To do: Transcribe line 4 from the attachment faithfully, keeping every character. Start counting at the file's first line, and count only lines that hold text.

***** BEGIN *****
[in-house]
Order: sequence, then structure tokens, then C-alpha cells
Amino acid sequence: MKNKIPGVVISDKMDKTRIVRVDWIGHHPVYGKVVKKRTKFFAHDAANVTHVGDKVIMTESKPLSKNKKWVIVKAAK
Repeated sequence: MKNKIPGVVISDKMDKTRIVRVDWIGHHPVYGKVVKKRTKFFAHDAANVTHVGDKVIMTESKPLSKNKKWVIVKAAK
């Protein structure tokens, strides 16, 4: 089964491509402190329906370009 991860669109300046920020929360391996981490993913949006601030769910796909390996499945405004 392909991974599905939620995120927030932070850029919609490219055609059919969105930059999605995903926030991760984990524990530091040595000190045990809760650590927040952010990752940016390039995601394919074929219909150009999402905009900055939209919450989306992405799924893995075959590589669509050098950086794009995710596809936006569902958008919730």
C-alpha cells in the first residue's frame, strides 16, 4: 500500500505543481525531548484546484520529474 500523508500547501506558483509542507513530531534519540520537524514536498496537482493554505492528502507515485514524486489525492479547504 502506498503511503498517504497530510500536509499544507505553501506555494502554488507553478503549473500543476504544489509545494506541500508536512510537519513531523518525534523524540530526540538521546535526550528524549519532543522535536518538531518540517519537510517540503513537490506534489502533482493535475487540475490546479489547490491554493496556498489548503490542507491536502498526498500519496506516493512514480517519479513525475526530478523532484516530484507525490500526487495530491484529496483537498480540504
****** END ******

Repeated sequence: MKNKIPGVVISDKMDKTRIVRVDWIGHHPVYGKVVKKRTKFFAHDAANVTHVGDKVIMTESKPLSKNKKWVIVKAAK